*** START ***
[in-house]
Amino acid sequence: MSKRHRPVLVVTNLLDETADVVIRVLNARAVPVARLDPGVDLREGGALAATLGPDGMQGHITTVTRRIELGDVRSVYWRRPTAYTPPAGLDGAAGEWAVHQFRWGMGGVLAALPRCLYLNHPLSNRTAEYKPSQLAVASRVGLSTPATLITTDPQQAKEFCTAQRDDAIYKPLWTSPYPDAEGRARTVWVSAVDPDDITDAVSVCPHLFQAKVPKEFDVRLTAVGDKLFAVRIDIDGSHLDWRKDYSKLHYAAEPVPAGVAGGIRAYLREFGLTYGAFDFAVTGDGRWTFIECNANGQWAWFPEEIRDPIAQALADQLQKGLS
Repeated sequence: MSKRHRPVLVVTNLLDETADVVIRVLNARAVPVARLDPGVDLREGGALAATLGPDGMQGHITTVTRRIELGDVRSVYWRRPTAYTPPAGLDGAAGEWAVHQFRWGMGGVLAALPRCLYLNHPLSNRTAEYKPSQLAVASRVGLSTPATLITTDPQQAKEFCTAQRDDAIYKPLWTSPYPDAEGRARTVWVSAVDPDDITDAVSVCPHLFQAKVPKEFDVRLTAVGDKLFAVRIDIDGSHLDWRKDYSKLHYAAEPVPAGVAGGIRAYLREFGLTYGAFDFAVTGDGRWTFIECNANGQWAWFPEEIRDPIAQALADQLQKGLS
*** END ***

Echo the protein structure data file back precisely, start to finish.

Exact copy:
[in-house]
Amino acid sequence: MSKRHRPVLVVTNLLDETADVVIRVLNARAVPVARLDPGVDLREGGALAATLGPDGMQGHITTVTRRIELGDVRSVYWRRPTAYTPPAGLDGAAGEWAVHQFRWGMGGVLAALPRCLYLNHPLSNRTAEYKPSQLAVASRVGLSTPATLITTDPQQAKEFCTAQRDDAIYKPLWTSPYPDAEGRARTVWVSAVDPDDITDAVSVCPHLFQAKVPKEFDVRLTAVGDKLFAVRIDIDGSHLDWRKDYSKLHYAAEPVPAGVAGGIRAYLREFGLTYGAFDFAVTGDGRWTFIECNANGQWAWFPEEIRDPIAQALADQLQKGLS
Repeated sequence: MSKRHRPVLVVTNLLDETADVVIRVLNARAVPVARLDPGVDLREGGALAATLGPDGMQGHITTVTRRIELGDVRSVYWRRPTAYTPPAGLDGAAGEWAVHQFRWGMGGVLAALPRCLYLNHPLSNRTAEYKPSQLAVASRVGLSTPATLITTDPQQAKEFCTAQRDDAIYKPLWTSPYPDAEGRARTVWVSAVDPDDITDAVSVCPHLFQAKVPKEFDVRLTAVGDKLFAVRIDIDGSHLDWRKDYSKLHYAAEPVPAGVAGGIRAYLREFGLTYGAFDFAVTGDGRWTFIECNANGQWAWFPEEIRDPIAQALADQLQKGLS